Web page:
Thursday, February 20, 2014

March Against Fear



James Meredith generally doesn't get much attention beyond being the first black man admitted to the University of Mississippi in October, 1962.  This didn't come without a lot of grandstanding on Governor Barnett's part, denying him admission a month earlier.  But, the state was forced to drop its objections, and Meredith was begrudgingly accepted into the university.  As you can see, Ole Miss still hasn't exercised its demons.

A young Meredith had much to fear, but he seemed little afraid, having previously defied state laws by registering to vote.  In June 6, he organized a March Against Fear in rural Mississippi, encouraging blacks to register to vote.  Meredith was met with a shotgun blast just South of Hernando, Mississippi, and the march temporarily came to an end.  With reports of the shooting quickly circulating in the press, members of CORE and SNCC mobilized persons and resumed the march.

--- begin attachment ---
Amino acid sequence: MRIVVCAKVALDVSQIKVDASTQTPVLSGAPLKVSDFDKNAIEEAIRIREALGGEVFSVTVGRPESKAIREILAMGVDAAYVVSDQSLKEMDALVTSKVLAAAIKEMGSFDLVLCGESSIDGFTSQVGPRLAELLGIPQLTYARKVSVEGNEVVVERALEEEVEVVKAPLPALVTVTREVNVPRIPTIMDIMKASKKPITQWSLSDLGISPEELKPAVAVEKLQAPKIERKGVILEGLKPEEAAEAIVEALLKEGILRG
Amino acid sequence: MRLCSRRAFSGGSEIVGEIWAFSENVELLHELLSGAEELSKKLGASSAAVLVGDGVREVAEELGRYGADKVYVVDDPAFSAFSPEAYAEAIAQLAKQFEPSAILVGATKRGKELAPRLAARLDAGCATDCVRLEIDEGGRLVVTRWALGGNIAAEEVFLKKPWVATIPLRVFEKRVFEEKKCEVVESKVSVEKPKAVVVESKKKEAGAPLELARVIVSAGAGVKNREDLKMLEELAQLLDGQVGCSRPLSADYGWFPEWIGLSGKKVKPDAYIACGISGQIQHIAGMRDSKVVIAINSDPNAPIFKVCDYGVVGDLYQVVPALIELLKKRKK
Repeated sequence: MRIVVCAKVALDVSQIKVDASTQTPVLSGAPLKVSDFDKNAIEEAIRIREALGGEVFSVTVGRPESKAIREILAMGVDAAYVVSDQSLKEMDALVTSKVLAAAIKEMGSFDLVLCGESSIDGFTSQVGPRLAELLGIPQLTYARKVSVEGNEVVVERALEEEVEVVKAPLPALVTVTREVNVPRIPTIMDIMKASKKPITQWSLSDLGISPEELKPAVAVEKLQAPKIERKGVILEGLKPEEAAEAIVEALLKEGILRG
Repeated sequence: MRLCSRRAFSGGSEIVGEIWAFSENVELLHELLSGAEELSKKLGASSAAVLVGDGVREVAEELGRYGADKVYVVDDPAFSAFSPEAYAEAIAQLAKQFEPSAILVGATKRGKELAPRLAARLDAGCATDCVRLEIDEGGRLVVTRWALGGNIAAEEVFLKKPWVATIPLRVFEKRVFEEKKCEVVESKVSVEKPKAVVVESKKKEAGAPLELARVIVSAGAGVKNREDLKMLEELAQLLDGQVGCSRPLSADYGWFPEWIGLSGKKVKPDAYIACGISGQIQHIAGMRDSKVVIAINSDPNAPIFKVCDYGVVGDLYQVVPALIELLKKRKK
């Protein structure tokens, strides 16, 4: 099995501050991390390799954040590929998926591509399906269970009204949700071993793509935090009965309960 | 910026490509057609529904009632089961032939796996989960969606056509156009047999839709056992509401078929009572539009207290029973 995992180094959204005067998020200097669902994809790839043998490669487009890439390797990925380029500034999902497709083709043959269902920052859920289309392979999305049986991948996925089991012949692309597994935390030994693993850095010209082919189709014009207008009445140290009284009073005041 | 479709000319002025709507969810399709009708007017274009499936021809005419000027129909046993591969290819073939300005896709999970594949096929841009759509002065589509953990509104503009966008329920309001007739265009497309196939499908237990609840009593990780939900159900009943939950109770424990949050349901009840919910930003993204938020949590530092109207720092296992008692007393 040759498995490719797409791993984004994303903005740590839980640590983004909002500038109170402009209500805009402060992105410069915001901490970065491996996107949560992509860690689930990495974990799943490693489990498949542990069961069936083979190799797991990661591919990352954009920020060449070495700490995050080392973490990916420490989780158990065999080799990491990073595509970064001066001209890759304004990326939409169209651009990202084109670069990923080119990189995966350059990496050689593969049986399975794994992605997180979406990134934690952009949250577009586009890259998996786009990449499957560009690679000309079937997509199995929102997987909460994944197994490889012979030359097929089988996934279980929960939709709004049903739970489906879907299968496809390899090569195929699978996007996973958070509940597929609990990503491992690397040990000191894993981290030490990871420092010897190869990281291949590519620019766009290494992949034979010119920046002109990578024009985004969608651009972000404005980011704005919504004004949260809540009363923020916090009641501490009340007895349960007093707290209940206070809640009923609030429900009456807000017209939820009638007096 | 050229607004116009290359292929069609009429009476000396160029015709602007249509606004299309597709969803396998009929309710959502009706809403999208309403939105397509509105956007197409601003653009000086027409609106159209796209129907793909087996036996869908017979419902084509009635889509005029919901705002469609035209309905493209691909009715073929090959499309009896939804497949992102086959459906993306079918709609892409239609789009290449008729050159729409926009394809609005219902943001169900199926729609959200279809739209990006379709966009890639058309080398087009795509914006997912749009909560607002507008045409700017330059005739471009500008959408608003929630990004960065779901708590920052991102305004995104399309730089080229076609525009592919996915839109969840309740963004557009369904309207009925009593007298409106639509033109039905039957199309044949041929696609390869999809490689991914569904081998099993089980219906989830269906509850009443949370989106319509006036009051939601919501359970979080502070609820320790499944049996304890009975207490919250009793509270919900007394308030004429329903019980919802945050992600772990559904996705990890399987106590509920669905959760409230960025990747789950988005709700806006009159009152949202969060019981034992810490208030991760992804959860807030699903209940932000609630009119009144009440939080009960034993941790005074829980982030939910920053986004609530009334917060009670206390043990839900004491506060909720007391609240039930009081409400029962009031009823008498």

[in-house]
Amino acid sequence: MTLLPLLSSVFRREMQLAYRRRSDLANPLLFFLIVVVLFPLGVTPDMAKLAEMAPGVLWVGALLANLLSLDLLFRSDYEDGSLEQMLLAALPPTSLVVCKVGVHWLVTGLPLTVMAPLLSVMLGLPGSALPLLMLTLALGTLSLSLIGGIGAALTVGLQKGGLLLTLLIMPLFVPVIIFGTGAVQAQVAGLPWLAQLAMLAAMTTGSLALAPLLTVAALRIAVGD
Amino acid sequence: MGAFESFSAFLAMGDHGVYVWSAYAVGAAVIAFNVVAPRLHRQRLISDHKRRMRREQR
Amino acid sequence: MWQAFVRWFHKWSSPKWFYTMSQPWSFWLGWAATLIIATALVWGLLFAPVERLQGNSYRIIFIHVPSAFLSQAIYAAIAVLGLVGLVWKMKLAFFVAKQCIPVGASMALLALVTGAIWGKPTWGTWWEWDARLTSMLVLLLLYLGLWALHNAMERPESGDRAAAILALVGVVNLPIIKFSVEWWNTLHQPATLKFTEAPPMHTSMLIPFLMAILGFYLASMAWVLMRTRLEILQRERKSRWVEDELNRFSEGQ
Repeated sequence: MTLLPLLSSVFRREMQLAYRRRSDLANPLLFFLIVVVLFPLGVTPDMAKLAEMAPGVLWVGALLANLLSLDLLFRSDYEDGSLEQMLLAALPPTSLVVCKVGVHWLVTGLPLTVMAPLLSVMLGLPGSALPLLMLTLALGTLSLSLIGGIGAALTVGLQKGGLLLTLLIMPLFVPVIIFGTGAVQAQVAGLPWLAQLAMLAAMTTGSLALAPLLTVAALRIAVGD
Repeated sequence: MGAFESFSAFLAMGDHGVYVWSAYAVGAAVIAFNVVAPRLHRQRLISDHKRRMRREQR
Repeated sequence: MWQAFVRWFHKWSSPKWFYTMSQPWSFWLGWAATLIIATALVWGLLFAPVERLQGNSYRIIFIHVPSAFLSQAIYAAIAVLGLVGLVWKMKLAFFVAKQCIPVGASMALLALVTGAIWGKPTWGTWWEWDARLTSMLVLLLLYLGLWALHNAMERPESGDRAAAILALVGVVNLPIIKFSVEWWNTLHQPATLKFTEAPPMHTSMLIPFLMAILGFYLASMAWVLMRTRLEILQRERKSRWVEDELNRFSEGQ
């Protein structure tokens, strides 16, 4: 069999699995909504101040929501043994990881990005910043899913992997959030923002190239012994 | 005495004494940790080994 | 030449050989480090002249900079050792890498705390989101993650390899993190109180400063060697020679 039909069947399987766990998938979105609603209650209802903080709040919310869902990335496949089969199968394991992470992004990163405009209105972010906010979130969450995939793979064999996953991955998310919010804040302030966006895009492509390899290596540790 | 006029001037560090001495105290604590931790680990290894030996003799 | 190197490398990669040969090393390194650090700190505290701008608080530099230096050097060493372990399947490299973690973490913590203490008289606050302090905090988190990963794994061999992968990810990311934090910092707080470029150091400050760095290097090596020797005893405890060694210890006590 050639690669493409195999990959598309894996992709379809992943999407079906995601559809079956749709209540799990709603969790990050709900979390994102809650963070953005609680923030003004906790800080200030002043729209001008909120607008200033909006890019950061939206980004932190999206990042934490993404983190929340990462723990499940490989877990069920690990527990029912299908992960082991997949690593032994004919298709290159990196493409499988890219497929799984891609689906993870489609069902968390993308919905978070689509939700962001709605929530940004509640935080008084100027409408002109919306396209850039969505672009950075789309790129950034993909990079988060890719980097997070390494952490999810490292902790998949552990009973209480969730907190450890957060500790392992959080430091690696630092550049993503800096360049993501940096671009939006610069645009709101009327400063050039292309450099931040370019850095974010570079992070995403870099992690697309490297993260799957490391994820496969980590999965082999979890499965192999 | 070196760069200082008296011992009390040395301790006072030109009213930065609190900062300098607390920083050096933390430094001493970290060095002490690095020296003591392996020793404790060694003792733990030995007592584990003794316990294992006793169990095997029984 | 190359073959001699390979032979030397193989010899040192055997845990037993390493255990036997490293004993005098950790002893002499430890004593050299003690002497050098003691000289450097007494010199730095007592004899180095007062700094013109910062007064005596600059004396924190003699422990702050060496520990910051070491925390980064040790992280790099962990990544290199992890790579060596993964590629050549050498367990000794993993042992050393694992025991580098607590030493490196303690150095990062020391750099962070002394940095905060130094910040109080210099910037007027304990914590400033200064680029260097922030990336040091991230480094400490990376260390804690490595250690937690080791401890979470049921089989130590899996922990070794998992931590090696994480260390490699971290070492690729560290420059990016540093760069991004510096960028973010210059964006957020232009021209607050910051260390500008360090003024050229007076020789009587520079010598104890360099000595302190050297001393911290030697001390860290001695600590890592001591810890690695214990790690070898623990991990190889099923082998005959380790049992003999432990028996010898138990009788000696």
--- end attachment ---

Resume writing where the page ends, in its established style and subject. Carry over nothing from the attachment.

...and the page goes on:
Stokley Charmichael, who led the Student Nonviolent Coordinating Committee, wasn't afraid of confrontation, and issued a bold new call for "Black Power" which had a jarring impact on the American public.  Not surprisingly, this led to more violent and ugly confrontations along the route, while also giving the Civil Rights movement a new voice in Charmichael.


Aram Goudsouzian tells the story from its point of origin, to the fatal shooting in Memphis that left Martin Luther King, Jr. dead, and beyond, in his well-received new book, Down to the Crossroads.  He had the opportunity to interview James Meredith and many others, piecing together what is essentially a first-person narrative of events, which remains vivid in many persons' minds.

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